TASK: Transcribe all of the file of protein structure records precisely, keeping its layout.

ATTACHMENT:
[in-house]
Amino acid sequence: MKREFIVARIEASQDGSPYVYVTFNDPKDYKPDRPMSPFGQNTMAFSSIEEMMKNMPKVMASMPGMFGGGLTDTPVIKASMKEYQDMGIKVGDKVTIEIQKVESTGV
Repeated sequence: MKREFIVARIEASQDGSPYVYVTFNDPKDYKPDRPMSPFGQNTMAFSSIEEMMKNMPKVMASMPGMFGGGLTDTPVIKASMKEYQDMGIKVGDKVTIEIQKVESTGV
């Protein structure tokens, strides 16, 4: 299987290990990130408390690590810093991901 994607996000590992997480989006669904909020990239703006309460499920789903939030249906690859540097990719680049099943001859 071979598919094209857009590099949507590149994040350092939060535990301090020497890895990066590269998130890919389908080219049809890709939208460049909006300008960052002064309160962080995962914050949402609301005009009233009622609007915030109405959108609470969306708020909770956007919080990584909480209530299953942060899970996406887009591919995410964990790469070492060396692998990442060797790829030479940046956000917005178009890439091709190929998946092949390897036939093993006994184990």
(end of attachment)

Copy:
[in-house]
Amino acid sequence: MKREFIVARIEASQDGSPYVYVTFNDPKDYKPDRPMSPFGQNTMAFSSIEEMMKNMPKVMASMPGMFGGGLTDTPVIKASMKEYQDMGIKVGDKVTIEIQKVESTGV
Repeated sequence: MKREFIVARIEASQDGSPYVYVTFNDPKDYKPDRPMSPFGQNTMAFSSIEEMMKNMPKVMASMPGMFGGGLTDTPVIKASMKEYQDMGIKVGDKVTIEIQKVESTGV
């Protein structure tokens, strides 16, 4: 299987290990990130408390690590810093991901 994607996000590992997480989006669904909020990239703006309460499920789903939030249906690859540097990719680049099943001859 071979598919094209857009590099949507590149994040350092939060535990301090020497890895990066590269998130890919389908080219049809890709939208460049909006300008960052002064309160962080995962914050949402609301005009009233009622609007915030109405959108609470969306708020909770956007919080990584909480209530299953942060899970996406887009591919995410964990790469070492060396692998990442060797790829030479940046956000917005178009890439091709190929998946092949390897036939093993006994184990």